Famed Kaufmann Desert House Designed by Richard Neutra Lists for $25M
For the fifth time this year, a midcentury modern masterpiece by renowned architect Richard Neutra has hit the market. This time listed in Palm Springs, the Kaufmann Desert House stands as one of the finest works not only of Neutra’s career but also of the 20th century as a whole. Listing agent Gerard Bisignano describes the property as “one of the most recognized and admired examples of the modernism movement.” Constructed in 1946, the Kaufmann House went on to serve as the inspiration for the iconic images of Julius Shulman and Slim Aarons. To live here and lounge poolside like the subjects of their photographs, it will cost you $25 million.
Such a price tag is unprecedented in Palm Springs—according to Architectural Digest, the highest price previously reeled in by a property in the desert oasis was $13 million, for the home of Bob Hope. The famous Kaufmann House, however, seems worthy of such an ask. The five-bedroom, six-bathroom home spans 3,162 square feet and sits on 2.18 acres of serene green space. The subject of a five-year restoration process completed in 1998, the home has been studied in over 300 articles. “It has ignited the resurgence of modernism in Southern California,” says Bisignano.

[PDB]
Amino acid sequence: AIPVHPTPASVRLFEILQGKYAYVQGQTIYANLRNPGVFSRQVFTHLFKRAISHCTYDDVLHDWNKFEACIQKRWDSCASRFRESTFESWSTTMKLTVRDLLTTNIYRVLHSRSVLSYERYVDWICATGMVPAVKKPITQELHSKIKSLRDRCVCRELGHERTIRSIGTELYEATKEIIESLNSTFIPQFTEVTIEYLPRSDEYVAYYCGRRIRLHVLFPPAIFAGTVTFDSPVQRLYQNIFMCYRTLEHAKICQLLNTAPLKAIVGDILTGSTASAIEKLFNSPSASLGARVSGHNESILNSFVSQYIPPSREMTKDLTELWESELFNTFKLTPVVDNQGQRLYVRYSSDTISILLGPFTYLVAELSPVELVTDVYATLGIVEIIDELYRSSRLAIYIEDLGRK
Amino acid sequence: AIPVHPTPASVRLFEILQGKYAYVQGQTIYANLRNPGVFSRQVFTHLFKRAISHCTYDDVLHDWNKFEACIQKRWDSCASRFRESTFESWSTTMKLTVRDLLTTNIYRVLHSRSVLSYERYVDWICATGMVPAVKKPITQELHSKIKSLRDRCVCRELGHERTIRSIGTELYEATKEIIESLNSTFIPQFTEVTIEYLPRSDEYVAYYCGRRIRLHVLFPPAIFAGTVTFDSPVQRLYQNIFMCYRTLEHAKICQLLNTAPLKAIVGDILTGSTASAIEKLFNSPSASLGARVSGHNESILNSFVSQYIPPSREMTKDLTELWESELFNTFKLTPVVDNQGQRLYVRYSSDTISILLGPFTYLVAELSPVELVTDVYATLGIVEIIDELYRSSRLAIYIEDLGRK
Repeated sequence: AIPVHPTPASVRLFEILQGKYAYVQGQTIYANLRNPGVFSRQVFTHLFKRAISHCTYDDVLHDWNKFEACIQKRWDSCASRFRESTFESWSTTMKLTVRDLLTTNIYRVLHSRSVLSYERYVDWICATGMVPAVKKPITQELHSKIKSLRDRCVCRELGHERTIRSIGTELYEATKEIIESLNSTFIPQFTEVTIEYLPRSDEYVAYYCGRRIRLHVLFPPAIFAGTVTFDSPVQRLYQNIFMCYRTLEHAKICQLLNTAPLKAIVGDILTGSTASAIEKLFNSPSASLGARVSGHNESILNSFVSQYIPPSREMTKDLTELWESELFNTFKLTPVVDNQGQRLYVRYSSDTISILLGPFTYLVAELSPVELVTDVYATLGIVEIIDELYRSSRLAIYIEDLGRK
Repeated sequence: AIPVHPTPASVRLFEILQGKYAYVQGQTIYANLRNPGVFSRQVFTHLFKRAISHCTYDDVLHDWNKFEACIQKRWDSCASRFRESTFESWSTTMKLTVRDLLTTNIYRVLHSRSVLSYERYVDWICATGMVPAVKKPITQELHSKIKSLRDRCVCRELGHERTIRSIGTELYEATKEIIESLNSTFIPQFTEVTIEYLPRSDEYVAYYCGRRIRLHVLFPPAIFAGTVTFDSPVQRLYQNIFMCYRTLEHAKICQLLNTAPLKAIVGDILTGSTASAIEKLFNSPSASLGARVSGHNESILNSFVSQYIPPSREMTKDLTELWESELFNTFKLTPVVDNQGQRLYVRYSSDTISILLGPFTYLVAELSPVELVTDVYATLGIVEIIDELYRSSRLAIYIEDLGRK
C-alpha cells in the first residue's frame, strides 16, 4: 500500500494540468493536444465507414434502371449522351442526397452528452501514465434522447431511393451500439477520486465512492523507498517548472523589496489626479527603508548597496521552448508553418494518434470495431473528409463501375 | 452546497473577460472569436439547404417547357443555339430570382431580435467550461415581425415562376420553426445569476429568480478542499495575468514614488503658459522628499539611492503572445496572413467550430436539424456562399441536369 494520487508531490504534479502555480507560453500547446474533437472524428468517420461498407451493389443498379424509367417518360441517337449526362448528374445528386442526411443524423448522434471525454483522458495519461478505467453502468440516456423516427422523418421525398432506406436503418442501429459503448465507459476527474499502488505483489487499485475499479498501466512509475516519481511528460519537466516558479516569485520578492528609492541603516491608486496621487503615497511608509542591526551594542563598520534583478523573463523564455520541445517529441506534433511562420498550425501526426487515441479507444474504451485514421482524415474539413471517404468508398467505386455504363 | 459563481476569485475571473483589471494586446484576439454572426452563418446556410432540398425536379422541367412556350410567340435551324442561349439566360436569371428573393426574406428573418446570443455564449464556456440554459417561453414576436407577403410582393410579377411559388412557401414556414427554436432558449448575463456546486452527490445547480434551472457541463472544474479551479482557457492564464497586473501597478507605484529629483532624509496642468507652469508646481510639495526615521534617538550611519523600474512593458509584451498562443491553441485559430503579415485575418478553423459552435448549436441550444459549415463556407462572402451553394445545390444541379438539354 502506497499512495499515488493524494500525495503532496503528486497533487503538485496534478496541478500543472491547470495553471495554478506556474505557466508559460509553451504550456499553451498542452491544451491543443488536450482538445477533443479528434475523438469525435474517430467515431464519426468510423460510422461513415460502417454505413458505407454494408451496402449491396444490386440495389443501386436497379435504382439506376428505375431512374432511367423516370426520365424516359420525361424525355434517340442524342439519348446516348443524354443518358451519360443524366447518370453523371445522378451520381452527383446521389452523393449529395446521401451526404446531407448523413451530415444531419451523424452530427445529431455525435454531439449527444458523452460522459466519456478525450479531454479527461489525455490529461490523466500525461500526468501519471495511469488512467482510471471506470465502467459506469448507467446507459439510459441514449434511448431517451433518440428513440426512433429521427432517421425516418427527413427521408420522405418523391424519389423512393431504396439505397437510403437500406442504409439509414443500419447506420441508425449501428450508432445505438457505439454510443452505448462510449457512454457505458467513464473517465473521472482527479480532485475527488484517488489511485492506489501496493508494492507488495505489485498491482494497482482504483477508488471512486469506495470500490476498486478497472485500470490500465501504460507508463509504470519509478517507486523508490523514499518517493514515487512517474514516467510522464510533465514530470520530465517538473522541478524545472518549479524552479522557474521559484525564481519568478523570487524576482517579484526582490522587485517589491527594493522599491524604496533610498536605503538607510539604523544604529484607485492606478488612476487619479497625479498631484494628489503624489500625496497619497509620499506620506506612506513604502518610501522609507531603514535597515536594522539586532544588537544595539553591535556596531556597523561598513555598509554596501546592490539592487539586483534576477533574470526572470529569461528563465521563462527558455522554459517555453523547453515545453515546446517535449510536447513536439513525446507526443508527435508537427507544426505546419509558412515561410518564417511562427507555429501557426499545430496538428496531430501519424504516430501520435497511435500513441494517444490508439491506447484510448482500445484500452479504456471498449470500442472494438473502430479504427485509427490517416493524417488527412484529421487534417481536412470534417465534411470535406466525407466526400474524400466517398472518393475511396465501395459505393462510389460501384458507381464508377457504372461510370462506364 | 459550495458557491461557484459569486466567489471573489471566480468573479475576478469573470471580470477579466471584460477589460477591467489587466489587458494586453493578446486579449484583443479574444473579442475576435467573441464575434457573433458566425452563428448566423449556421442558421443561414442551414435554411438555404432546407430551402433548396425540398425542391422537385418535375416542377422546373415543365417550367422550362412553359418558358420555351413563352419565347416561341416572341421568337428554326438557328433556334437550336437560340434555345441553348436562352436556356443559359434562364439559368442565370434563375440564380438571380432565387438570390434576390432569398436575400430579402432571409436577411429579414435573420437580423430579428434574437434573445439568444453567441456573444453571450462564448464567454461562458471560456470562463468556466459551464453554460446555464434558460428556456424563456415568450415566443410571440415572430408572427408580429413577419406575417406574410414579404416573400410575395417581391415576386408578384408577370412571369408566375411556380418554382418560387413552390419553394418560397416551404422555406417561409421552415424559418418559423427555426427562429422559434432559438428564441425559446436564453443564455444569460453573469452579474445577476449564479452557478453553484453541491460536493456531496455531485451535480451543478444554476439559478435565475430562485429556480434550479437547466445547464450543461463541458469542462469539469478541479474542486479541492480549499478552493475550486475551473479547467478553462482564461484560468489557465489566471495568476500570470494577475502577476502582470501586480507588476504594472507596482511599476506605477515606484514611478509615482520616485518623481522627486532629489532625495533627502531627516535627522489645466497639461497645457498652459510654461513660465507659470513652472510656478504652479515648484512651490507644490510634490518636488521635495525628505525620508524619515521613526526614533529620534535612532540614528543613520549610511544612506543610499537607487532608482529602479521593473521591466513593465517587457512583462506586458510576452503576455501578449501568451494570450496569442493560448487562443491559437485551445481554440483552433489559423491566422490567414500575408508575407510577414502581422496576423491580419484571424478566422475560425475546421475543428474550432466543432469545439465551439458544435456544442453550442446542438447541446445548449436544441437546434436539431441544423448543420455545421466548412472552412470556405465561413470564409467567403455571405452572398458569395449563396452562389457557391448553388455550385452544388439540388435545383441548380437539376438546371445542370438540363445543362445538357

This past July, three of Neutra’s masterpieces arrived on the market in rapid succession: Case Study House #20 in the Pacific Palisades, Case Study House #13 in South Pasadena, and Glen House in Stamford, Connecticut. The Stren-Frenke House in Santa Monica listed in March.
The Kaufmann Desert House is listed with Gerard Bisignano of Vista Sotheby’s International Realty.